library

Amazon Photos should look and feel familiar when you switch from Google Photos. The app is divided into four bottom tabs, giving you instant access to a timeline of all your photos and videos, an additional section to share your images with your Family Vault, a shortcut to your albums, and a More tab with access to settings, backup status and hidden files.

That’s basically it: much cleaner than Google Photos with your shortcut to the store, your stories, and all the red banners that ask you to visit other sections of the app. The Amazon search bar is also instantly accessible on your timeline and is not hidden in an additional tab, as is the case with Google Photos.

Unlike Google, Amazon also allows you to filter and sort images in your gallery by type (photo or video), people, places, things (such as plants, trees, roads, etc.) and date taken. You can recreate some of these filters by searching Google Photos, but having them instantly accessible is a win. Amazon Photos will also ask you to confirm where you want the images to be deleted each time you hit the trash can icon.

When it comes to sharing albums and pictures, Amazon mainly offers what Google offers you. You can use the share button to generate a link and share a full resolution image without sending it as a file, or multiple images in an album. Just keep in mind that anyone with the link will be able to see what you have shared, so others could redistribute their collection of Rick Astley images without your permission (this is also an issue on Google Photos, if they share images as a link) .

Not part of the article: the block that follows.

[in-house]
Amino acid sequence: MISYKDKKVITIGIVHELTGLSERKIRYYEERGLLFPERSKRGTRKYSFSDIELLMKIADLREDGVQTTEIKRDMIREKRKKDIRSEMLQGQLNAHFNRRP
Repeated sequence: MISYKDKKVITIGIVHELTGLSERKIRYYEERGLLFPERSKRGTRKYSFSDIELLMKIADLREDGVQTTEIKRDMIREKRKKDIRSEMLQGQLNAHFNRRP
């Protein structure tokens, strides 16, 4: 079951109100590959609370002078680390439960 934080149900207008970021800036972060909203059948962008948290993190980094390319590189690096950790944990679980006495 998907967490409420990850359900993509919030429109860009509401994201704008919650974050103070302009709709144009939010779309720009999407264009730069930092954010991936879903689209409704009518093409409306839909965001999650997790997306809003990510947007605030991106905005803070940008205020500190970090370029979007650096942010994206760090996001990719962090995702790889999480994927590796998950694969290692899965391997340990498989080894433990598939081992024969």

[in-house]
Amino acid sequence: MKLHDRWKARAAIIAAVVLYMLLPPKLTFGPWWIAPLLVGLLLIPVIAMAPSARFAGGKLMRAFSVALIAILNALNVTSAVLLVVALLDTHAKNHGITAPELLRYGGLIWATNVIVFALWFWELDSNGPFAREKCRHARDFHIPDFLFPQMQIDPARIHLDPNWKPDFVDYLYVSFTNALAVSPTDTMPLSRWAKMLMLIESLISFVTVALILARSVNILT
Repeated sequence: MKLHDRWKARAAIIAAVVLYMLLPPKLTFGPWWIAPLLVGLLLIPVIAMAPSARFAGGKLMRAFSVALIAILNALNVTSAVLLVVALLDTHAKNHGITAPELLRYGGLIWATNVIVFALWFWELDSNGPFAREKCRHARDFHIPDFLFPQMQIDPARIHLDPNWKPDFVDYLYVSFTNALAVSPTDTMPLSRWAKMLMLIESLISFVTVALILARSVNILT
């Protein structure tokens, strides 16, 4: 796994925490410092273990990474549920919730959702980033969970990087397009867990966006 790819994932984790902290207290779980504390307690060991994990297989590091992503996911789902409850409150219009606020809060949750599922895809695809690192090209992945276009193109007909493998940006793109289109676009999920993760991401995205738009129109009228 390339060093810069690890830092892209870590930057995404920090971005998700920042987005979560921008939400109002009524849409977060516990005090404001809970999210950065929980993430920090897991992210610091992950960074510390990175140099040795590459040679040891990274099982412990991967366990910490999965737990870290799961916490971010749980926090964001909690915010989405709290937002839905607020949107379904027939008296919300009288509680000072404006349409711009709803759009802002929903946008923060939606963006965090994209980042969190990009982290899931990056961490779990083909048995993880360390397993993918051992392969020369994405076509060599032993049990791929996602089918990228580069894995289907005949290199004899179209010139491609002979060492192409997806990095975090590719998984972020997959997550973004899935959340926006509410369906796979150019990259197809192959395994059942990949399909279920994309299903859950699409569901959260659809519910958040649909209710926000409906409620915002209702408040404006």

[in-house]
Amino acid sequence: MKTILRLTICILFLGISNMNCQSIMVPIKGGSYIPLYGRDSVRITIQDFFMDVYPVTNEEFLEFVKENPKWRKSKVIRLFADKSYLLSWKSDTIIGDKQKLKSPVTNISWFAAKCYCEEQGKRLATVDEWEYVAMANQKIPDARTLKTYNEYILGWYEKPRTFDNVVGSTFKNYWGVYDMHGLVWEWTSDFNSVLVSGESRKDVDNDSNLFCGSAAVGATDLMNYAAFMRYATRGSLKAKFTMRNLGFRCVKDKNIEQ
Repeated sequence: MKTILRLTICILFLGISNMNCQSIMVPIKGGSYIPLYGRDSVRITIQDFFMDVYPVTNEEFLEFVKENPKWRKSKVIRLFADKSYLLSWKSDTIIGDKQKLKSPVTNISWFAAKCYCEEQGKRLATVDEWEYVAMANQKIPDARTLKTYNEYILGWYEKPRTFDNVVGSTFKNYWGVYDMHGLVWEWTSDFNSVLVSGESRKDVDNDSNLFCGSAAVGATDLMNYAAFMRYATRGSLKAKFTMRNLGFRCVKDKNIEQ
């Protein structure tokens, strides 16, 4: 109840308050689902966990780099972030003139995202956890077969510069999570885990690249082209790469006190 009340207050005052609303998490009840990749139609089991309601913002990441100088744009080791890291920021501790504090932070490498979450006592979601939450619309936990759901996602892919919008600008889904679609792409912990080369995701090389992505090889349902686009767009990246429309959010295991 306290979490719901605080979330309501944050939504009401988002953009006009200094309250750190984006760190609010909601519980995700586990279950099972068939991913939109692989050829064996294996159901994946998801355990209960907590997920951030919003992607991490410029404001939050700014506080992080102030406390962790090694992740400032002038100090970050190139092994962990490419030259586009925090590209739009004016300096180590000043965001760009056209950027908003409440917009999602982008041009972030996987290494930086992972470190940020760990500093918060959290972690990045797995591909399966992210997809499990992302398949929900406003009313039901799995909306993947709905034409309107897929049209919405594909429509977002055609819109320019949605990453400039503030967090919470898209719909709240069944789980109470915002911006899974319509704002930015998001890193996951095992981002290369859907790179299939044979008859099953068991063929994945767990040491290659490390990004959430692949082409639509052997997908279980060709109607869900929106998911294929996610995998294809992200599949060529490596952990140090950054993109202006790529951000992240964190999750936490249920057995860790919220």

Amazon’s image recognition doesn’t seem to be on par with Google’s. You can search for generic terms that describe your images to find what you’re looking for, and Amazon will do its best to give you relevant results. But while Google is able to tell that my hamster is obviously not a cat, Amazon believes that it is a cat in virtually every image I have uploaded of it. Amazon even claims it is a dog in a picture.

However, she does not seem to have a problem recognizing men. By naming the faces that Amazon Photos recognizes, you can also easily find the people you’ve photographed by name. Google continues to appear as the best service here, with faces more correctly identified. Still, Amazon search is mostly functional for broader terms, although false positives sometimes make it difficult to navigate through the results.

Like Google Photos, Amazon Photos allows you to view your images in your web browser, just go to amazon.es. The web view primarily gives you access to the same images and editing tools as the phone app. Filters, Albums, People, and Family Vault are easily accessible in a sidebar. You can also switch between different gallery display options.

Also available are an iOS app and an autoloading tool complete with a gallery view for your desktop; it’s a shame that the latter forwards you to the Amazon website every time you want to edit or view an image in full screen.

Edition

The editing tools in Amazon Photo are comparable to what you get in Google Photos. Nail the basics like cropping and horizon correction, as well as image adjustments like brightness, contrast, and saturation. You can also change the focus, use a brush, and comment on the image with text and stickers. However, the filter selection is a bit smaller than what you get in Google Photos, and more importantly, there is no automatic correction option; you must do everything manually if you are not satisfied with the result of a photo.